What is family? The question seems simple enough, so why has it shaken me to my core? My parents divorced when I was four years old. I don’t remember the divorce, or much of it. I remember splitting school vacations between my parent’s houses. I remember being a teenager, and joking about getting two Christmas mornings with twice the presents. My point is, I wasn’t traumatized by the divorce, and I was surrounded by love. My mother remarried when I was six. My stepfather became the man of the house. He became family. At eight, when all hope for a sibling was almost lost, I became a big sister.
Blended families are never easy. We weren’t perfect, but we loved each other. Growing up I sometimes felt like an outsider in our home. Christmas cards addressed to “The Gilson’s” and other subtle details would remind me that I came before “our family”. It wasn’t that I didn’t belong, but I sometimes felt like an addition. I loved going to visit my father as a child, but I was always scared of what I’d miss at home while I was away. There is no doubt that growing up I had two fathers. I had two men I could have called if my car was in a ditch. I had two men looking out for my best interest. By the time I turned 27 not only had I gotten used to having two fathers, I couldn’t imagine my adult life without either of them.
Jake and I got married in June, and I now have a blended family of my own. I can’t say I’d be able to love another child like my own because there are so many layers to parenthood. Being a parent to another man’s daughter isn’t black and white, and I commend my stepfather for loving me the best he knew how. Recently at my sister’s boot camp graduation I looked over at my stepfather and saw pride beaming from his eyes. He couldn’t hide how proud he was of his little girl, as he should have been. I realized on those bleachers that I’ll never make my stepfather proud. I was sure he’d be proud when I was the first in our family to graduate college with a Bachelors Degree. I couldn’t wait to tell him he was going to have a grandson, because I imagined all of the manly things they’d do together. Both events left me disappointed, but I’ve grown to know the connection isn’t there, and that’s okay. It’s okay because he did the best he could.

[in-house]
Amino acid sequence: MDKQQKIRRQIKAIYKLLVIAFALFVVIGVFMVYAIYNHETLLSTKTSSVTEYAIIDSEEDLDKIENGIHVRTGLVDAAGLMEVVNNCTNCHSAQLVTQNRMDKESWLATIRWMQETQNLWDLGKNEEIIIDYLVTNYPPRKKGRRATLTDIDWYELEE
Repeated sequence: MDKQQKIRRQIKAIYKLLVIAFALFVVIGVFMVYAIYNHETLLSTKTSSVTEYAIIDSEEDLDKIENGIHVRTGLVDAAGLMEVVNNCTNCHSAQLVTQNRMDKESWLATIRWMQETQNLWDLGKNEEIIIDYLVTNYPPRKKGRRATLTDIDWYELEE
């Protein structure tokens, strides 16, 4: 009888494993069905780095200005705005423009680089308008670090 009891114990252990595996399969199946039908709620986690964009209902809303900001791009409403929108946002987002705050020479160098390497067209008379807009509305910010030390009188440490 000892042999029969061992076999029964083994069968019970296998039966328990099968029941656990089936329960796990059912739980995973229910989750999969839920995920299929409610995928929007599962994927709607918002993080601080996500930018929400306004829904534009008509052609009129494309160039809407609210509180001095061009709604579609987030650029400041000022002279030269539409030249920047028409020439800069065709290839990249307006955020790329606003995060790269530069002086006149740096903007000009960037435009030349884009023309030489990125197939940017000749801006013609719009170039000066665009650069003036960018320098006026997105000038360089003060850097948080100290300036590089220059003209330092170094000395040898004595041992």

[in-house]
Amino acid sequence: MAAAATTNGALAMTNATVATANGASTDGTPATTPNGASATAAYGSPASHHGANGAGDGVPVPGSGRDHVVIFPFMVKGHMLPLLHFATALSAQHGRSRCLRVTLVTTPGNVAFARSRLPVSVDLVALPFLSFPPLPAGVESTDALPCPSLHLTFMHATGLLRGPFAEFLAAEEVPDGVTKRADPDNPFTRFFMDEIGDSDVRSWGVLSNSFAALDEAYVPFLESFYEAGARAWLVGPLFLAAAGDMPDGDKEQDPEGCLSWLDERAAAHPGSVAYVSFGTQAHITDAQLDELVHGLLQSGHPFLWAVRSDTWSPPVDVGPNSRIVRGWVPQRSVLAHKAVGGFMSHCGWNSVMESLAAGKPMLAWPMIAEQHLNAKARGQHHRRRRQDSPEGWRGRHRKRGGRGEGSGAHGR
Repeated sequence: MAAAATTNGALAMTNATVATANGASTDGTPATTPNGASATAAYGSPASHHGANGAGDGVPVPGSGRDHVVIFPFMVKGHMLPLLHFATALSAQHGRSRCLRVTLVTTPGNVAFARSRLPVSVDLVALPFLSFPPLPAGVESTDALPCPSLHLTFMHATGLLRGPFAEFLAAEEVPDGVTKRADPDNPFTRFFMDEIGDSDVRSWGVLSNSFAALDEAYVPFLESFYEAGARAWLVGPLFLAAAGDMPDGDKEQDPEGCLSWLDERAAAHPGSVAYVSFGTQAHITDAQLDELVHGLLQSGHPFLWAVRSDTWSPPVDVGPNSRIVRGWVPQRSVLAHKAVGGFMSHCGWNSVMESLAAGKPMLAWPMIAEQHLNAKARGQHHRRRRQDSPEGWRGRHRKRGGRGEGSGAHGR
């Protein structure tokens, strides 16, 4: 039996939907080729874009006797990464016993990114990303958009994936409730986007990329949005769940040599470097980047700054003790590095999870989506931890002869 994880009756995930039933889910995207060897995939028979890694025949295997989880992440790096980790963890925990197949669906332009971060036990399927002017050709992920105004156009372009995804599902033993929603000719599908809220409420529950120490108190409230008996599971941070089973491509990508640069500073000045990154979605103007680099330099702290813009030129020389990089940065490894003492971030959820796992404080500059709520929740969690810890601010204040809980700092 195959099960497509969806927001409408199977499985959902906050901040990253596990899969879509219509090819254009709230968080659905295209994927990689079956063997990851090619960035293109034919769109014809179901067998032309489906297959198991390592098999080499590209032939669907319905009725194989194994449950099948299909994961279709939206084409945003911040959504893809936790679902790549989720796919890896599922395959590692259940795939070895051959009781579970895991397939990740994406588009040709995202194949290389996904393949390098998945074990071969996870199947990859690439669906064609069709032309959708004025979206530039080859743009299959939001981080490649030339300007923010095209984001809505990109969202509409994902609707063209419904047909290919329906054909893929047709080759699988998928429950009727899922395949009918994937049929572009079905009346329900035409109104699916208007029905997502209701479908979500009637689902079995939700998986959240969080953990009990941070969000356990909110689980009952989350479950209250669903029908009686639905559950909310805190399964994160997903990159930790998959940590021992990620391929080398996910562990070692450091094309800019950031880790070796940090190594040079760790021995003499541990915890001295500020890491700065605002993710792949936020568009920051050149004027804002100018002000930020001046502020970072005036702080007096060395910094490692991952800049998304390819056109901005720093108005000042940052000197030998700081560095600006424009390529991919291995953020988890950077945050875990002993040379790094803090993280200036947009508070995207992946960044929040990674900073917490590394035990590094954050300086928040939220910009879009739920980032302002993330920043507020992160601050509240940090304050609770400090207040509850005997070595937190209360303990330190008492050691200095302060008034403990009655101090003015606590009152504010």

The day after Jake and I returned home from our honeymoon I learned my mother and stepfather were getting a divorce. The house, the pictures, the snowmobiles, camper, and memories were divided. I no longer have a key for my childhood home. My school pictures aren’t on the wall. My kids toys aren’t tucked away in the corner waiting for a weekend visit. It’s as if a stranger lives there. That stranger is my stepfather.
Our relationship ended with the divorce. His silence is a concrete reminder that I was never actually his. I don’t mean his by blood, you can’t change DNA. I mean, I was never HIS. He doesn’t wonder how my day was. He’s not interested in his two gorgeous grandchildren. There are no plans to see each other. Occasionally a text is exchanged, but there is no heart involved. I’m kind of embarrassed to admit how much my parent’s divorce has impacted me even as an adult. It’s as if all of my childhood insecurities are resurfacing as I come to the realization that family isn’t always forever. Although our relationship was never perfect, My stepdad has been a constant part of my life for as long as I can remember, and rewiring my adult brain for a life without him is much harder than I expected.
So I’ll ask again? What the hell is family? And what do you do when someone you’ve grown to depend on, and love no longer wants to be family? When they decide they are happier without you and yours in their life?
You make your own damn family.
This year I’ve redefined what family is to the Girard’s. We were a family long before Jake and I tied the knot this summer. Marriage certainly doesn’t make a family, and neither does blood. The word “family” in this house has a broad definition. We blur friends and relatives together, because at the end of the day its the connections in our lives that matter the most. We choose the people that choose us. We know who is in our corner because they want to be, and my heart is extremely grateful for THESE people.
As I mourn the relationship I thought I had with my stepfather, and watch my mother piece together her broken heart, I try to remember the good times. And there were a lot of good times, which is part of what makes letting go so hard.